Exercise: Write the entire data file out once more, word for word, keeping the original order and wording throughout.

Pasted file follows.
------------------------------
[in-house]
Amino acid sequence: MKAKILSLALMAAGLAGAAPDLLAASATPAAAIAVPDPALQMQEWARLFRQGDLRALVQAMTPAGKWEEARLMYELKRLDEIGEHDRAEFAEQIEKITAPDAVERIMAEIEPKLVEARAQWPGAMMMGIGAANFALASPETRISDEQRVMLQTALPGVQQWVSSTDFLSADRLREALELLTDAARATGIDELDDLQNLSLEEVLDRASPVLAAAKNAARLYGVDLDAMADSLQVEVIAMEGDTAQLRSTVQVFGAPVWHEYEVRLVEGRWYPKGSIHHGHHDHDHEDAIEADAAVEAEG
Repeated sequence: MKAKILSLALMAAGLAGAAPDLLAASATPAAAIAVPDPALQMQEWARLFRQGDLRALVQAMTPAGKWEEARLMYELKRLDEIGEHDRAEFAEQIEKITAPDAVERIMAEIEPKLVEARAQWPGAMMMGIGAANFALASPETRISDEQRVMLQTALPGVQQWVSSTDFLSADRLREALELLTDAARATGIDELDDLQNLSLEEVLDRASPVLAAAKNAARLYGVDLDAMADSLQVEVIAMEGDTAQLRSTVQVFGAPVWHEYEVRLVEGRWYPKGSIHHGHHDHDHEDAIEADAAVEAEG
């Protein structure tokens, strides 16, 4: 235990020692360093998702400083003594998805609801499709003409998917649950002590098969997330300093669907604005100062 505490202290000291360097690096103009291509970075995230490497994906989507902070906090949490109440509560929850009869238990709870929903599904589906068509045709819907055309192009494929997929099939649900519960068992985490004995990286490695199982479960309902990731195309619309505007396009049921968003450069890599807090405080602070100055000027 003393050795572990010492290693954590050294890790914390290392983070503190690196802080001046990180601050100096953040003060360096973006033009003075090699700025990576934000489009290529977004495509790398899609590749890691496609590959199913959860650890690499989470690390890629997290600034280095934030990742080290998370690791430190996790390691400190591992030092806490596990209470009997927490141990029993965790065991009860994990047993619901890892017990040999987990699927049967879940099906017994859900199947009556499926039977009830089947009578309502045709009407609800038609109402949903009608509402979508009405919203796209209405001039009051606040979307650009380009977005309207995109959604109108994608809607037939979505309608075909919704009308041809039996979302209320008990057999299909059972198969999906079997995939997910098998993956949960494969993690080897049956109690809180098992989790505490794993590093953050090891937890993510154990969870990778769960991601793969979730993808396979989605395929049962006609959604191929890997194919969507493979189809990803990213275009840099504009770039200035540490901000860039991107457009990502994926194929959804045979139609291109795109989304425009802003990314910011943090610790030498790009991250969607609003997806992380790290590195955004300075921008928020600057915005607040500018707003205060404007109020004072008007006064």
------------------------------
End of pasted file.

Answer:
[in-house]
Amino acid sequence: MKAKILSLALMAAGLAGAAPDLLAASATPAAAIAVPDPALQMQEWARLFRQGDLRALVQAMTPAGKWEEARLMYELKRLDEIGEHDRAEFAEQIEKITAPDAVERIMAEIEPKLVEARAQWPGAMMMGIGAANFALASPETRISDEQRVMLQTALPGVQQWVSSTDFLSADRLREALELLTDAARATGIDELDDLQNLSLEEVLDRASPVLAAAKNAARLYGVDLDAMADSLQVEVIAMEGDTAQLRSTVQVFGAPVWHEYEVRLVEGRWYPKGSIHHGHHDHDHEDAIEADAAVEAEG
Repeated sequence: MKAKILSLALMAAGLAGAAPDLLAASATPAAAIAVPDPALQMQEWARLFRQGDLRALVQAMTPAGKWEEARLMYELKRLDEIGEHDRAEFAEQIEKITAPDAVERIMAEIEPKLVEARAQWPGAMMMGIGAANFALASPETRISDEQRVMLQTALPGVQQWVSSTDFLSADRLREALELLTDAARATGIDELDDLQNLSLEEVLDRASPVLAAAKNAARLYGVDLDAMADSLQVEVIAMEGDTAQLRSTVQVFGAPVWHEYEVRLVEGRWYPKGSIHHGHHDHDHEDAIEADAAVEAEG
């Protein structure tokens, strides 16, 4: 235990020692360093998702400083003594998805609801499709003409998917649950002590098969997330300093669907604005100062 505490202290000291360097690096103009291509970075995230490497994906989507902070906090949490109440509560929850009869238990709870929903599904589906068509045709819907055309192009494929997929099939649900519960068992985490004995990286490695199982479960309902990731195309619309505007396009049921968003450069890599807090405080602070100055000027 003393050795572990010492290693954590050294890790914390290392983070503190690196802080001046990180601050100096953040003060360096973006033009003075090699700025990576934000489009290529977004495509790398899609590749890691496609590959199913959860650890690499989470690390890629997290600034280095934030990742080290998370690791430190996790390691400190591992030092806490596990209470009997927490141990029993965790065991009860994990047993619901890892017990040999987990699927049967879940099906017994859900199947009556499926039977009830089947009578309502045709009407609800038609109402949903009608509402979508009405919203796209209405001039009051606040979307650009380009977005309207995109959604109108994608809607037939979505309608075909919704009308041809039996979302209320008990057999299909059972198969999906079997995939997910098998993956949960494969993690080897049956109690809180098992989790505490794993590093953050090891937890993510154990969870990778769960991601793969979730993808396979989605395929049962006609959604191929890997194919969507493979189809990803990213275009840099504009770039200035540490901000860039991107457009990502994926194929959804045979139609291109795109989304425009802003990314910011943090610790030498790009991250969607609003997806992380790290590195955004300075921008928020600057915005607040500018707003205060404007109020004072008007006064």